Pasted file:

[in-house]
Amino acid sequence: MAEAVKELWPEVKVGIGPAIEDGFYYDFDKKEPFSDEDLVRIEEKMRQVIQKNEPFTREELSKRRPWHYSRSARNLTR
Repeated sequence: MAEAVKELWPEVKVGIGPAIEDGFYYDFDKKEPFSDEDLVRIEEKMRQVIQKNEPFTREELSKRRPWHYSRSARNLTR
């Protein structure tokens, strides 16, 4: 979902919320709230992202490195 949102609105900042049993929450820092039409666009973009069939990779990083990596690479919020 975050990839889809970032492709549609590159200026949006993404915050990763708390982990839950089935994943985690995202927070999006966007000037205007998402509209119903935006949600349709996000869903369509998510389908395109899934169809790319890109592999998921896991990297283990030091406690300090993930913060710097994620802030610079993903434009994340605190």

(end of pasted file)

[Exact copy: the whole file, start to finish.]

[in-house]
Amino acid sequence: MAEAVKELWPEVKVGIGPAIEDGFYYDFDKKEPFSDEDLVRIEEKMRQVIQKNEPFTREELSKRRPWHYSRSARNLTR
Repeated sequence: MAEAVKELWPEVKVGIGPAIEDGFYYDFDKKEPFSDEDLVRIEEKMRQVIQKNEPFTREELSKRRPWHYSRSARNLTR
């Protein structure tokens, strides 16, 4: 979902919320709230992202490195 949102609105900042049993929450820092039409666009973009069939990779990083990596690479919020 975050990839889809970032492709549609590159200026949006993404915050990763708390982990839950089935994943985690995202927070999006966007000037205007998402509209119903935006949600349709996000869903369509998510389908395109899934169809790319890109592999998921896991990297283990030091406690300090993930913060710097994620802030610079993903434009994340605190």